Though playing no direct role in the forthcoming creedal developments, it would seem to me that Ignatius provides the ground work for such debates. He appears to be countering a docetic background (i.e., Jesus only appeared to be human) because he emphasizes Jesus’ human decent matched with Divine elements. The orthodox creeds could find seminal form in Ignatian Christology.
For the other articles in this series, please see:
Part II: Trinitarian and Cultic Imagination
The Letter of Ignatius to the Ephesians
Frequently, Ignatius appears to balance both a human and divine nature to Jesus. Though playing no role in the language development of later creeds (prosopon and hypostasis, or ousia and phusis), “he anticipated and even embodied within his own Christology later controversies and doctrinal development.”
Ignatius’ letter to the Ephesians highlights a balanced divine humanity. He provides a warning to the church to be mindful of those “carrying about the Name maliciously and deceitfully” (Ign.Eph 7.1). These are wild beasts who bite and their bites are hard to heal, but we have a physician. Ignatius takes the imagery of sickness and provides Jesus the title of physician. “There is one physician” may mimic the “oneness” motif Paul writes about in Eph 4.4–6. According to Ignatius, Jesus is both “flesh and spirit”, “born and unborn”, “God in man”, “true life in death”, “from Mary and from God”, and “suffering and then without suffering” (Ign.Eph 7.2). He provides a seemingly paradoxical creed, whereby Ignatius affirms two distinct realities: divinity and humanity. “Both flesh and spirit” reflect two spheres that “refer to human and divine realit[es] respectively.” These paradoxical pairs comprise Ignatius’ ontological Christology because Jesus is “God in Man.”
Human and divine images are simultaneously expressed in ἐν αἵματι θεοῦ (trans: “in the blood of God”) (Ign.Eph 1.1). First, God is incapable of possessing blood because he is spirit. Second, blood is a human expression. Therefore, these expressions provide an ontological “oneness” of the human and divine by using anthropomorphic symbolism.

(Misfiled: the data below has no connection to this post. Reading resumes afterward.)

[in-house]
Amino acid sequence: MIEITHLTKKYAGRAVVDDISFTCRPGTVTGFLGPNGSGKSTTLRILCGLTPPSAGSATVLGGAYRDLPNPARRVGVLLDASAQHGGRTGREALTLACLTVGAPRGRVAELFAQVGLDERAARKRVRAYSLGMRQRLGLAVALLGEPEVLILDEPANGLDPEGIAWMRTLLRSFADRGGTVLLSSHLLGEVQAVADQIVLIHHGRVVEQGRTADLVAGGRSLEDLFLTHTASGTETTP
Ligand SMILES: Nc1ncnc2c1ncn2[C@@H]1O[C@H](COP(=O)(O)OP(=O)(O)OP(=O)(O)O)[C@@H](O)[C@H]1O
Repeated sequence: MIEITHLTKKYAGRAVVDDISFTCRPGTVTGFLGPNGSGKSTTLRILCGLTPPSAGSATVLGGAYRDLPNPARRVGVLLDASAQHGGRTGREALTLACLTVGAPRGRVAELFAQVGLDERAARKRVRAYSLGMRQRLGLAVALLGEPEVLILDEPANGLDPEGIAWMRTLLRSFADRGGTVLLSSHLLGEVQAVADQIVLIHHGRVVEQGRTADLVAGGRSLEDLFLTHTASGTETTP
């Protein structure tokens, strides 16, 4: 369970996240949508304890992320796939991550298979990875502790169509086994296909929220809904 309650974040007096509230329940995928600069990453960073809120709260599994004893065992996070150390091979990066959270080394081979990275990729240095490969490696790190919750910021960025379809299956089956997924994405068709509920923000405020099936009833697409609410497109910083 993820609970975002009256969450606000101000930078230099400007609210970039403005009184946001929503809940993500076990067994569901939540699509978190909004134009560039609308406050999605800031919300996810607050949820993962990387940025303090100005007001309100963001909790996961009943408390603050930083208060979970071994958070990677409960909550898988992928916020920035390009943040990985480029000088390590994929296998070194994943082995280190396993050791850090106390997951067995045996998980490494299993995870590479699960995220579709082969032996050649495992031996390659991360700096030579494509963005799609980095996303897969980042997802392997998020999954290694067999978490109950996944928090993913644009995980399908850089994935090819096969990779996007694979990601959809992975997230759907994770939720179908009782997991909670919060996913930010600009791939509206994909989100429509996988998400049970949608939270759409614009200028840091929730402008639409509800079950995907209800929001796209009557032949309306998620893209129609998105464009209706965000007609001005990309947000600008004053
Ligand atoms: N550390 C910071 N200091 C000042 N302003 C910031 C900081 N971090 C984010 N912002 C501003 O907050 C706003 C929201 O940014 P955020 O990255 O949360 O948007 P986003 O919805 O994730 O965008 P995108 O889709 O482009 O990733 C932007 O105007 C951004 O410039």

The Letter of Ignatius to the Magnesians
Primarily discussing ethics with church leaders, Ignatius makes a small remark about the humanity of Jesus. This could be a possibly be driven against a docetic background. Jesus was subjected to the Father while in the flesh (κατὰ σάρκα) (Ign.Mag 13.2). Moreover, God has revealed himself through Jesus (Ign.Mag 8.2).
The humanity of Jesus is explicitly demarcated in chapter 11. Ignatius warns his reader “not to get snagged” by worthless opinions, rather they are to be convinced of Jesus’ birth, suffering, and resurrection under the governorship of Pontius Pilate. A few topics and expressions seem to be an affront to Judaism, as it was earlier discussed, or against docetism. Jesus was before a physical person, Pilate, and this “underscore[s] the reality of the passion in the face of docetic doctrine.” Moreover, the two adverbs ἀληθῶς and βεβαίως underscore the certainty of these events for Ignatius and are in opposition to docetism.
The Letter of Ignatius to the Trallians
The symbolic imagery of Jesus’ humanity is made plain in Ign.Tral 8.1. Ignatius continues to give warnings about guarding oneself. To take guard is to arm yourself with gentleness, regain ones strength in the faith, and in love. The final two elements serve symbolically for the humanity of Christ. To regain ones strength in the faith is “the flesh of the Lord”; and love is “the blood of Jesus Christ”. Eucharistic symbols bring out the “reality of the incarnation or, more precisely, Christ’s death.”
Remarks against Docetism are found in Ign.Tral 9–11. A historical Jesus, aptly connected to theological motifs, governs the long description in Ign.Tral 9.1. Jesus is of the line of David, from Mary, was born, ate and drank, persecuted under Pontius Pilate, crucified and died, and raised by the father from the dead. Furthermore, the adverb “truly” (ἀληθῶς) appears four times, highlighting key events in the life of Jesus, modifying the following clauses: (1) truly was born; (2) truly was persecuted under Pontius Pilate; (3) truly was crucified and died, and; (4) truly was raised form the dead.
Furthermore, Ignatius upholds the cause of his chains against those unbelievers (i.e. atheists). These atheists say Christ “suffered in appearance only” (λέγουσιν, τὸ δοκεῖν πεπονθέναι αὐτόν). His logic against this accusation is two fold. First, he mocks those who claim this. Ign.Tral 10 “But if, as some atheists (that is, unbelievers) say, he suffered in appearance only (while they exist in appearance only!), why am I in chains?” He is appealing to the same manner these atheists “appear” so does Christ “appear”. Secondly, Ignatius would not be in chains or desire to fight with wild beasts if Christ only died in appearance. This final argument is “connected with the charge often leveled at a later date that Gnostics denied the value of martyrdom.”